BENEFITS OF ASSOCIATION:
While different organizations
and associations represent different segments of the aviation community,
there's no question that all of them share a unified desire to protect
and preserve our nation's system of airports. The reason is simple --
without airports, aviation goes nowhere, and all the economic and societal
benefits of aviation would never be realized.
At the beginning of "Lessons
Learned" we stated that it wasn't our intention to rewrite
the book on how to save your local airport because the task had already
been completed with great success in various ways by numerous others.
If you've been involved with aviation for anything over an hour, you
know many of these associations by name: Aircraft Owners and Pilots
Association; National Business Aviation Association; Experimental Aircraft
Association; American Association of Airport Executives; National Air
Transport Association; Helicopter Association International; among many
others. When called by their acronyms, the list is a veritable alphabet
soup of aviation knowledge, experience and expertise.
efforts developed by the Airplane Owners and Pilots Association (AOPA)
is its grassroots Airport Support Program. Just as all politics is local,
so, too, are the first steps in saving an aviation resource. The Airport
Support Program recognizes this by making certain that the first line
of defense in protecting an airport is manned by those who use it and
benefit from it directly. AOPA has a long list of other useful materials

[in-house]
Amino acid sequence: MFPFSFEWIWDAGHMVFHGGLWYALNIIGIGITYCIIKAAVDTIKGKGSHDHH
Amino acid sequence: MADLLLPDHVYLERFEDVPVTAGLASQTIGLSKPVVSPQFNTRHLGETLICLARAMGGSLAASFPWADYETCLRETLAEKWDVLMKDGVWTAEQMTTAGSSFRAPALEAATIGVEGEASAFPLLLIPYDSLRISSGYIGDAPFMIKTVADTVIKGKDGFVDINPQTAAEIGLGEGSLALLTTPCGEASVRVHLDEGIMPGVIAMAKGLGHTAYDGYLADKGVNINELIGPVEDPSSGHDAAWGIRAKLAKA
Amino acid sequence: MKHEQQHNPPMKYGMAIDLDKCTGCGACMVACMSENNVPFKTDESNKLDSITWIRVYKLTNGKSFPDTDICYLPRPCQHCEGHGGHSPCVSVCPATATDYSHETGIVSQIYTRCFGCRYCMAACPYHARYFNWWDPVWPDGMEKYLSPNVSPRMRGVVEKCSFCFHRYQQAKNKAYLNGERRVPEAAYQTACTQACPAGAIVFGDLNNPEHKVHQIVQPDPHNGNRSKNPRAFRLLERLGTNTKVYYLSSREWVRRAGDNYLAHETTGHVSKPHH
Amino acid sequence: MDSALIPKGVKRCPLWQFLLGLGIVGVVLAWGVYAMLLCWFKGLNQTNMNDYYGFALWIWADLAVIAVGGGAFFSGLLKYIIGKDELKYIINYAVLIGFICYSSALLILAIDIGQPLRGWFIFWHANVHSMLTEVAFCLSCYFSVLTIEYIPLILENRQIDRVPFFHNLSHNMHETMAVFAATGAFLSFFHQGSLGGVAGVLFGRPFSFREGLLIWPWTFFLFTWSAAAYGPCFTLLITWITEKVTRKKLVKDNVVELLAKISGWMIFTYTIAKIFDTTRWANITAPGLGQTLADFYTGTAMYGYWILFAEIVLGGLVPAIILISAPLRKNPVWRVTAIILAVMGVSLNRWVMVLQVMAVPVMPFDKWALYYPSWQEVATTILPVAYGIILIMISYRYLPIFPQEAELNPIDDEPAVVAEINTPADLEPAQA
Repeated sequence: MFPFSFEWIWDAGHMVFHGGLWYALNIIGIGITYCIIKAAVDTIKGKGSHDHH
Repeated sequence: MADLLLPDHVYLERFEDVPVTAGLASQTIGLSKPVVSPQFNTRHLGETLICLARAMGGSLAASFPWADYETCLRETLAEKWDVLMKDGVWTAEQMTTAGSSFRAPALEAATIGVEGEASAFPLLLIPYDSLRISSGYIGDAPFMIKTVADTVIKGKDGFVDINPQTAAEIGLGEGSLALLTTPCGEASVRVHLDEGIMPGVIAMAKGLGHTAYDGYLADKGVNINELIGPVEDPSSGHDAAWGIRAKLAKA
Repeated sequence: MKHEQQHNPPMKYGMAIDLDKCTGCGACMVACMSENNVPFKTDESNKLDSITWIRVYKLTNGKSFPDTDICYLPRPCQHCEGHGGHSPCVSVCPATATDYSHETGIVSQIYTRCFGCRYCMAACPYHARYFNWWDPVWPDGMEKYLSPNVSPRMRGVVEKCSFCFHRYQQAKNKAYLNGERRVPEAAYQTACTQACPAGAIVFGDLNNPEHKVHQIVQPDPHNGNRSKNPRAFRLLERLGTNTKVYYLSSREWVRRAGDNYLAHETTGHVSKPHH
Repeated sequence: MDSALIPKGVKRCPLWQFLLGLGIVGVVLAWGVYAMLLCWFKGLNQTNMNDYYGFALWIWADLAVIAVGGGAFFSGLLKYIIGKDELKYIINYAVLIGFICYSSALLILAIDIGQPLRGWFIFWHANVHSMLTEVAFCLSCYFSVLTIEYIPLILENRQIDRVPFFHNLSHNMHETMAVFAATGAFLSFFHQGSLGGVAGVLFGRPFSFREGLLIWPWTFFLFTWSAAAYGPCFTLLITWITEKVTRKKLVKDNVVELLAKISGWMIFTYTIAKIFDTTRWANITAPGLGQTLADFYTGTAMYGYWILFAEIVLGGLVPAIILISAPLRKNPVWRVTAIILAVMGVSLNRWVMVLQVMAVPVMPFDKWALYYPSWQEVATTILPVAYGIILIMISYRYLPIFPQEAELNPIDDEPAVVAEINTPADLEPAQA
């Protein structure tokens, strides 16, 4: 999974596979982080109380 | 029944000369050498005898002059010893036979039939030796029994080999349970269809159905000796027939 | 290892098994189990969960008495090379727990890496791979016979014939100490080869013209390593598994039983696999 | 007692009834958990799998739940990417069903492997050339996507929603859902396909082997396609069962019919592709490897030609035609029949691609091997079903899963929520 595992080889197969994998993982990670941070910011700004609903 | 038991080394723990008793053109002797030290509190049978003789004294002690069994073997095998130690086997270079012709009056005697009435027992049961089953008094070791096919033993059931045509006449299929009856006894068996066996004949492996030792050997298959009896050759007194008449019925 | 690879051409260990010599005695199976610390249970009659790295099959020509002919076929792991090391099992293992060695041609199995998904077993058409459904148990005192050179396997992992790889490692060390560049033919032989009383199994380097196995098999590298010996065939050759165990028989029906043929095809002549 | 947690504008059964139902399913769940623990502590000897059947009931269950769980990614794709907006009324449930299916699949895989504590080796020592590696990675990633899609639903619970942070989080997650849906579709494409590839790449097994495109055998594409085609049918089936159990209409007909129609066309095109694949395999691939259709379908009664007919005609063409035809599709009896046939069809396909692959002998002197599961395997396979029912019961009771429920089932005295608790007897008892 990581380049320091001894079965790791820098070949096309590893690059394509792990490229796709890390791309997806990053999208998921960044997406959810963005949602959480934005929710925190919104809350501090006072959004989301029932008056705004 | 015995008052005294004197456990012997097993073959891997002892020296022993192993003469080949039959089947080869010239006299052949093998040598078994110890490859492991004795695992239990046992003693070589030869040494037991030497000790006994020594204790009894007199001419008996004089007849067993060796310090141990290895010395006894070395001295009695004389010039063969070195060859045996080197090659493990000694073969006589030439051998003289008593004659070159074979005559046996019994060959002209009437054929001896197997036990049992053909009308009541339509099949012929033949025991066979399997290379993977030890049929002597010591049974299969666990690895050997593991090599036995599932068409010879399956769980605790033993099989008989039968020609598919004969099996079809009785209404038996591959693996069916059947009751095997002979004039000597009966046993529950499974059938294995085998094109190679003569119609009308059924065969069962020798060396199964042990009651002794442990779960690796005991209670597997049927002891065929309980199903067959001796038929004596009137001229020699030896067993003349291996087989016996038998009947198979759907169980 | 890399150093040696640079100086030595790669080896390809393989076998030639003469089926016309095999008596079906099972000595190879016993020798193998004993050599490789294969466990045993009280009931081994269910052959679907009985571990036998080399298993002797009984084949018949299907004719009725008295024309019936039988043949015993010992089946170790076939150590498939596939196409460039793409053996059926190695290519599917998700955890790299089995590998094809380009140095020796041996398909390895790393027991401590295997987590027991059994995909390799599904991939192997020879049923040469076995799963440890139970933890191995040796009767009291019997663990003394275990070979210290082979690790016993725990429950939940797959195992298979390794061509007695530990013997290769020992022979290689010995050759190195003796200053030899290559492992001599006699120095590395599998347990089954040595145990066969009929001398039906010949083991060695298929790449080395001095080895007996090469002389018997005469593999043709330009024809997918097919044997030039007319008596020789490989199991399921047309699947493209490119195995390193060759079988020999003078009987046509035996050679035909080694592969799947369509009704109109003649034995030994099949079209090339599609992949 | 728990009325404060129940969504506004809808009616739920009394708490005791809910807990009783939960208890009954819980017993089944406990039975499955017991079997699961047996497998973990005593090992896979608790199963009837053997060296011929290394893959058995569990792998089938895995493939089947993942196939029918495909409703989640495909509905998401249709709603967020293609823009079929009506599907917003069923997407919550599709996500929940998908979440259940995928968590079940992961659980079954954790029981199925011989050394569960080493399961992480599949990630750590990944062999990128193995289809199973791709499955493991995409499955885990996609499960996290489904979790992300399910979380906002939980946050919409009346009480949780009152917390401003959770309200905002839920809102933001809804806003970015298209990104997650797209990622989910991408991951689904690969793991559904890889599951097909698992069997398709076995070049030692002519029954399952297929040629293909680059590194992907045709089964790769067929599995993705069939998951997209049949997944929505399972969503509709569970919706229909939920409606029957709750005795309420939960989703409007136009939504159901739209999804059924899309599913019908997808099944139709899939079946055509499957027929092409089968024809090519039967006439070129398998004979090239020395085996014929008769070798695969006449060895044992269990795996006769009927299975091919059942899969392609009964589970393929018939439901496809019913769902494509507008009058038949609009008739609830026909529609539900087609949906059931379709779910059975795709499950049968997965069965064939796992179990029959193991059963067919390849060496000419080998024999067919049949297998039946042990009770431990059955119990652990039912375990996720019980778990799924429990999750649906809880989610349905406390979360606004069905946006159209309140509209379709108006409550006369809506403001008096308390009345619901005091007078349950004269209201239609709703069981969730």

and programs too.
Helicopter Association International
(HAI) has long recognized the special impacts its members have on any
community surrounding an airport or heliport with significant levels
of helicopter use. HAI's Fly Neighborly Program plays a vital role in
reminding pilots of the importance of following established patterns
and airport guidelines.
That's no different for the
fixed-wing corporate pilot who refers to the National Business Aviation
Association's (NBAA) Airports Handbook for tips on how to work toward
the mutual goal of preserving airports.
We could write pages on the many programs and materials available from
such groups. Instead we hope to point you to them so you hear it directly.
resources exist. The body of knowledge has considerable expertise. It's
incumbent on all of us in aviation to take advantage of the resources
that have been developed not only to promote aviation and the local
airport, but also to provide the tools necessary to preserve them. Airports
and their users must work with the various associations and organizations
and add their resources to the toolkit to be used in defense of airports.
View the National Associations
and Organizations page for more information on what these membership-based
groups have to share about airport preservation. And please let us know
if you find additional groups and information to add.
not alone! Take advantage of the resources offered by national,
state and local aviation organizations and associations. Find them
in the Associations and Organizations
section of our Resources Pages.